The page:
People could still be arrested with small amounts of marijuana if they refuse to identify themselves or lie about their identity. Minors found with marijuana could also be taken into custody.

  • Written by Rick Green
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Resignation goes public

Public Works director cites work load

Editor's note: The wage information has been updated to correct the story originally published.


SANBORNTON — Residents speculating about the reasons for so many municipal vacancies are citing the seeming disparities in compensation, micromanagement by the selectmen, and poor budget oversight.
Brian Bordeau, the outgoing director of Public Works, will discuss his reasons for leaving in an exit interview on Sept. 27, but in the meantime, the selectmen’s demands on him, coupled with salary adjustments for some employees and not others, are being seen as major contributors to his decision.
Bordeau’s resignation will become effective at the end of the month, and selectmen invited him to state his concerns about the department before leaving. While he has the option of doing so in a private session, Bordeau said he has no problem talking about it in open session.
In submitting his resignation on Aug. 31, Bordeau said he will be leaving the town because of the heavy workload associated with his salaried position.
“I don’t enjoy plowing snow and putting in 40-something hours in a row like I did when I was 28,” Bordeau said. “I’ve been in this position for four years, and people ought to walk in my shoes for a while.”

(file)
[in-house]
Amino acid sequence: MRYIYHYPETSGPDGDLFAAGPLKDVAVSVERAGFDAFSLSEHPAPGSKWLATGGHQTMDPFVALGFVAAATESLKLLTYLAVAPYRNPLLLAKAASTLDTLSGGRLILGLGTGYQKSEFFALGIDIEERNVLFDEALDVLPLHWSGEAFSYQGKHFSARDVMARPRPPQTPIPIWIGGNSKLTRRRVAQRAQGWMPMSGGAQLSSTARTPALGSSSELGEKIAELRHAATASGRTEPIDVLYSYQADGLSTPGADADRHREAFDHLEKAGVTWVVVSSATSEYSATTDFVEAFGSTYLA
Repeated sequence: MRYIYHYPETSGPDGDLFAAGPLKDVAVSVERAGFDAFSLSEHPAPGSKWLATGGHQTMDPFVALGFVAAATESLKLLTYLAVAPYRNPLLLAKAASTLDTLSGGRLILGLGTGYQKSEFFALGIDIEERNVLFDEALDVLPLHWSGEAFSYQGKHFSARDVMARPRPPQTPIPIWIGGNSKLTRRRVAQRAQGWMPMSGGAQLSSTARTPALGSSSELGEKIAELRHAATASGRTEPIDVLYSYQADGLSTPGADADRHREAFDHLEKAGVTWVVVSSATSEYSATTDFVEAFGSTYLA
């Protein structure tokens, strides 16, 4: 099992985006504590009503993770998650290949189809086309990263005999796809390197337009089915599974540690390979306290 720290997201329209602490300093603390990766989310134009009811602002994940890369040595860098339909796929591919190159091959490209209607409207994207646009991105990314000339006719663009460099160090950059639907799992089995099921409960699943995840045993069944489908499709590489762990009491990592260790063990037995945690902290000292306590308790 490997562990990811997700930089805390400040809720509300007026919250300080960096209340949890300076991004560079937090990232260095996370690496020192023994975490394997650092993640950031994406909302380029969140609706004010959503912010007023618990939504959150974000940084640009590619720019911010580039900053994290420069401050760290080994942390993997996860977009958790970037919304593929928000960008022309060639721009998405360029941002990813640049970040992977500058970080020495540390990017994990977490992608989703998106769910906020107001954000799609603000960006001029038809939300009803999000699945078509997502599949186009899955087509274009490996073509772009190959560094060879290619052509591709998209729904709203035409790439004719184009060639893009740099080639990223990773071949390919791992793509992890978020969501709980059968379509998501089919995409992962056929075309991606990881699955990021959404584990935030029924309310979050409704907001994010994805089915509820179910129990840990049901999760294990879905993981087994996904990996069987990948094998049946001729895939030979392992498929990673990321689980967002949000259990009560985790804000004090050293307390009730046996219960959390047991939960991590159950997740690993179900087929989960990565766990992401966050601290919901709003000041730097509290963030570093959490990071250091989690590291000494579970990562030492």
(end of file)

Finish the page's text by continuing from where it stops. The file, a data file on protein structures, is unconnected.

Town officials say Bourdeau’s sentiment is a common one since the town of 2,981 residents voted to change the position from an elected highway superintendent to an appointed director of Public Works. The new position, they said, calls for a working manager, and each person who has held the position has struggled to handle the commitment.
Observers dispute that assertion, saying it is the selectmen who make the job untenable.
“I’m not surprised he resigned, because the selectmen have put him under a heck of a burden,” said Roger Grey, a former Budget Committee member.
Grey said the Public Works Department has had two unfilled positions, and the selectmen are asking the director to do their jobs as well as his own. “He’s a salaried employee, but he’s working for hours he’s not paid for. I’m surprised he didn’t [quit] earlier.”
Town Administrator Katie Ambrose said there were two vacancies for truck driver/equipment operator for the majority of the year, but the town recently filled one of those positions. The town also is looking to replace both the full-time transfer station manager, who is moving away, and the part-time transfer station attendant. Until those positions are filled, she said, it may impact staffing on highway operations.
Bordeau told the selectmen that people don’t appreciate how hard it is to juggle all of the duties required of his position. “It’s not just plowing snow,” he said, “it’s the road process, it’s the ditching and the tree-tying, it’s everything. I don’t need that kind of work at this point.”